Key workers set to be top of list in ‘phase two’ of vaccine roll out

“The first priority has been direct protection and that seems sensible,” Stephen Evans, a professor

“The first priority has been direct protection and that seems sensible,” Stephen Evans, a professor of pharmacoepidemiology at the London School of Hygiene and Tropical Medicine, told the Telegraph.

“Protecting people who may be at lower risk of serious disease by virtue of being younger and healthy, but who are still at high risk of getting the disease is an obvious second priority.  

“If the new variant turns out to affect children a lot more, then teachers may consequently be at higher personal risk, but I’m not sure we have data to say this is, or is not, true,” he added. 

In the United States, where experts have long linked vaccine prioritisation to occupation, guidance was again updated last week. 

Although individual states will ultimately set priority guidelines, the US Centers for Disease Control and Prevention have said that those 75 and older and essential workers should be at the front of the queue. 

This list includes first responders, teachers, food, agricultural, manufacturing workers, members of the US Postal Service, public transport drivers and supermarket staff.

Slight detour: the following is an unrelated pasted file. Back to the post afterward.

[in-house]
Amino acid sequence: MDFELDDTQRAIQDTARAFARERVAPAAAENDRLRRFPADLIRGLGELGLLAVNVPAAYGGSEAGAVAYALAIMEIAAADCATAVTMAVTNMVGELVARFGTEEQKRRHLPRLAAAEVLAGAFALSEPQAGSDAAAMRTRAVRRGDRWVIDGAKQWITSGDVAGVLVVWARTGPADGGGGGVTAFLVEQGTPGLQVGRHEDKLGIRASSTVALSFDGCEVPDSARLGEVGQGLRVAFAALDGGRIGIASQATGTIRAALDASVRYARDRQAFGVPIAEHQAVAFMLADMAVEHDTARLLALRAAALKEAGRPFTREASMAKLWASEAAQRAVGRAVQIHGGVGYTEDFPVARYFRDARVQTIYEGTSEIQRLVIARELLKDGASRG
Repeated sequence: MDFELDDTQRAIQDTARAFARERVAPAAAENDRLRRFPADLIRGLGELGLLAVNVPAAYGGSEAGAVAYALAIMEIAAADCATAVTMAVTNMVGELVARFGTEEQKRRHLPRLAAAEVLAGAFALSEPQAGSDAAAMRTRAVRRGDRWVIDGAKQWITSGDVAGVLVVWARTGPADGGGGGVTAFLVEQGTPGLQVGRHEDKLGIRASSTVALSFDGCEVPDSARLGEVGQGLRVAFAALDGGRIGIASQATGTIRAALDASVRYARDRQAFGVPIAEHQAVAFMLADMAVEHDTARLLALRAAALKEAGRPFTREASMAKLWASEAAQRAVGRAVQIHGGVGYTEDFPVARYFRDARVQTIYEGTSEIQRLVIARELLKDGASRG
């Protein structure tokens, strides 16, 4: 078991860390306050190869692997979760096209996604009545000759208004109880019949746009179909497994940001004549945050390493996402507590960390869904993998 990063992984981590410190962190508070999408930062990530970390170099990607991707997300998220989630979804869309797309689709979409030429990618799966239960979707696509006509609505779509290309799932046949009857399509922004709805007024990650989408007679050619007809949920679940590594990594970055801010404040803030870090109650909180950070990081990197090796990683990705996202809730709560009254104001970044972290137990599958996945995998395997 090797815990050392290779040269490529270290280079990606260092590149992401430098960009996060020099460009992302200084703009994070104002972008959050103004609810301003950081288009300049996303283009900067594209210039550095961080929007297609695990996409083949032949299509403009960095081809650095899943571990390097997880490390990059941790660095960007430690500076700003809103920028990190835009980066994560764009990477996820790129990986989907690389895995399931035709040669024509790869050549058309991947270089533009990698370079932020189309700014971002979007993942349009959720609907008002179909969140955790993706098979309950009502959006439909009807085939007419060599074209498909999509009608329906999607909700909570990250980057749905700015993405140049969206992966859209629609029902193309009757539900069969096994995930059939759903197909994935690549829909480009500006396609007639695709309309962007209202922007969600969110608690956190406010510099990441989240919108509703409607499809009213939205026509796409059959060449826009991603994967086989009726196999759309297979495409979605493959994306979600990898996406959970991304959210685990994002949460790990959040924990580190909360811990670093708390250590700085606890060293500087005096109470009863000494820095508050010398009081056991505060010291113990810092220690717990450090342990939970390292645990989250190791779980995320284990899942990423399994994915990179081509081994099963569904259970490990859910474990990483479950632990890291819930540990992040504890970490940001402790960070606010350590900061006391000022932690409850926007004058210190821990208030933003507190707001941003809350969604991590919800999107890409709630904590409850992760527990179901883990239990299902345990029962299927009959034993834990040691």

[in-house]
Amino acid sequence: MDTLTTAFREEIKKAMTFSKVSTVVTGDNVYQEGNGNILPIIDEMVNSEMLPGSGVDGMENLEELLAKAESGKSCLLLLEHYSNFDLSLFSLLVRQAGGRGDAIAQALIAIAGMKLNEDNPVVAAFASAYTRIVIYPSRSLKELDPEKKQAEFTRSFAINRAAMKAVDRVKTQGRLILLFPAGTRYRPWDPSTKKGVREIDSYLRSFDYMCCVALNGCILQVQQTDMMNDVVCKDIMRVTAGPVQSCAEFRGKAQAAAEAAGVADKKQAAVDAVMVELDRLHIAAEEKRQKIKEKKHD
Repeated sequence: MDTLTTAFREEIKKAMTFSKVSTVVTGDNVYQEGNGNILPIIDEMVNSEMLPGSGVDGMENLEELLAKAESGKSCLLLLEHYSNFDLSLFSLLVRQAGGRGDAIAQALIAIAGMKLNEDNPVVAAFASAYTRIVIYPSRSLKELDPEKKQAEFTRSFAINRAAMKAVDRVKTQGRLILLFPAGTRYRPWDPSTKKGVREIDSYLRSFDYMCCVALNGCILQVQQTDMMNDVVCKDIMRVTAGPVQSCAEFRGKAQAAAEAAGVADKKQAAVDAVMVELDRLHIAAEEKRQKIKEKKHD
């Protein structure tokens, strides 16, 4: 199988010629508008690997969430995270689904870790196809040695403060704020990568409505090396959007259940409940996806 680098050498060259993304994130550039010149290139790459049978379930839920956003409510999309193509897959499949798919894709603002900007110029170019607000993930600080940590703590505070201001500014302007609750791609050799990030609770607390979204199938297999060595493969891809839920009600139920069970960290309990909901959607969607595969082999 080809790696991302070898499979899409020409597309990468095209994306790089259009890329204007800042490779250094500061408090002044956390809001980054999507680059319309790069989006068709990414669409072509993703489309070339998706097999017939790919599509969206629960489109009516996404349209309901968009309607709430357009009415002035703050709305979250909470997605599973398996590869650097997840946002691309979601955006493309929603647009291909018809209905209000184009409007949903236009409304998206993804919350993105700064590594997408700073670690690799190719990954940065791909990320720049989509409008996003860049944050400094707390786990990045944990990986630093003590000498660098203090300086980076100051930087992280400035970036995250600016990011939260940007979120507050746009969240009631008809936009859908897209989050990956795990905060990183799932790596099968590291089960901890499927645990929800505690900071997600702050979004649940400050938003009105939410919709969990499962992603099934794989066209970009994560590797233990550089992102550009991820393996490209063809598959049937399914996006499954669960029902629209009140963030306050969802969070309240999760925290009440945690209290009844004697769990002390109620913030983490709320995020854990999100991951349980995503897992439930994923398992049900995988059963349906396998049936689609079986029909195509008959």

“I think those who are at risk of being most severely ill and then those frontline staff [and] first responders who have most contact with the potentially infected… should be prioritised for vaccination,” Dr Julian Tang, a clinical virologist at the University of Leicester, told the Telegraph.

He said NHS ward staff, ambulance drivers, supermarket staff, transport workers and teachers should be included list of key workers.

“Can’t we do both in parallel?” Dr Tang added. “I think we can, now that we have the approval for the AstraZeneca vaccine – as long as they can manufacture enough vaccines to supply both groups. 

“But the logistics and practicalities of supplying and administering the vaccine nationally may make it difficult to cover multiple groups who are equally prioritised, in parallel,” he said.

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